It might make sense to start with a few captive applications, such as on-campus building navigation. It could come in the form of an app that new students could download and use. The app could work in concert with the student's class schedul and help them get to the right building and then to the right classroom.
Hospital visitation might be a good one too. It could get visitors to the right room while keeping them away from areas that need to be off limits.
Being captive to an institution, the app coul alread have knowledge of all of the institutions's wireless spots and could use those for positioning inside, or out.
_hm: That's a good question. Most businesses, of course, will welcome the publicity and ease with which people can find them, but for those trying to keep a low profile I'm not so sure. It may take a judge to decide the privacy question.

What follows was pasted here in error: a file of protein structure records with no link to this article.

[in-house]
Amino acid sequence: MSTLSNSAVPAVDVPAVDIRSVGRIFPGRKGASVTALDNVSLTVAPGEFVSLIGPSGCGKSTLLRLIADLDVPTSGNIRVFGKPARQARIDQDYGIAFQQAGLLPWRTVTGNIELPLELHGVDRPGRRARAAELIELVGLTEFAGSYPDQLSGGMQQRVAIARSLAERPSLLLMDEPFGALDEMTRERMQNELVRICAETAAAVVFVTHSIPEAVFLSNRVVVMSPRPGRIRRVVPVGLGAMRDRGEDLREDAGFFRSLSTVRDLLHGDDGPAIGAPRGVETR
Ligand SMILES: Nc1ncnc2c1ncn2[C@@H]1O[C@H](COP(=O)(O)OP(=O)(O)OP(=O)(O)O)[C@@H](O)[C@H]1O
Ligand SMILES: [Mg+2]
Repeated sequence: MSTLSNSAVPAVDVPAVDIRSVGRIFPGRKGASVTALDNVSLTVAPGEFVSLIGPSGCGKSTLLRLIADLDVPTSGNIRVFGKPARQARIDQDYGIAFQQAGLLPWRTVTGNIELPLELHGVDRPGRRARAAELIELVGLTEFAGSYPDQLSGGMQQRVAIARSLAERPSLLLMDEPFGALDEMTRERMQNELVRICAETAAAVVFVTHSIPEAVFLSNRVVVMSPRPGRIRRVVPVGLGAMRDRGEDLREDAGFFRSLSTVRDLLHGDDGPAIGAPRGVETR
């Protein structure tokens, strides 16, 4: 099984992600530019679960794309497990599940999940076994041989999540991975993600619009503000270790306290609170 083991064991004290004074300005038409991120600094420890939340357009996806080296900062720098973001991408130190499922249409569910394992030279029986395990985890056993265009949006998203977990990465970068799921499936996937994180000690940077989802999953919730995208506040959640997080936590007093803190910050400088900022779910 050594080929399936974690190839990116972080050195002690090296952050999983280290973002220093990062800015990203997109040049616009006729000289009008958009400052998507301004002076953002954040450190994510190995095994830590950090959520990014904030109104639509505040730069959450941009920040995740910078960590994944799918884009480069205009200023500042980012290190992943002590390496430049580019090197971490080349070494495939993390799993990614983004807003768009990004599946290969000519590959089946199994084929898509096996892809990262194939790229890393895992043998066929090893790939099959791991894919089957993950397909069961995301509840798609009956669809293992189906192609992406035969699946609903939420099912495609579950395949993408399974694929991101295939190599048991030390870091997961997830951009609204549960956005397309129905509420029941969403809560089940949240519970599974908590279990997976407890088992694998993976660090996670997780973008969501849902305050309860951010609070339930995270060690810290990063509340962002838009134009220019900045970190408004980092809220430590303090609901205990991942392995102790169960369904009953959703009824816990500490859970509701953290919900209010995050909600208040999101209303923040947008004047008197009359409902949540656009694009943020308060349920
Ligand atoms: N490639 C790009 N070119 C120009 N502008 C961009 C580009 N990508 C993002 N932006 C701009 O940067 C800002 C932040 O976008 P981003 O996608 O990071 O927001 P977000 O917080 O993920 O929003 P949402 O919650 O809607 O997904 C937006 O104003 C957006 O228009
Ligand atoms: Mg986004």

What are the engineering and design challenges in creating successful IoT devices? These devices are usually small, resource-constrained electronics designed to sense, collect, send, and/or interpret data. Some of the devices need to be smart enough to act upon data in real time, 24/7. Are the design challenges the same as with embedded systems, but with a little developer- and IT-skills added in? What do engineers need to know? Rick Merritt talks with two experts about the tools and best options for designing IoT devices in 2016. Specifically the guests will discuss sensors, security, and lessons from IoT deployments.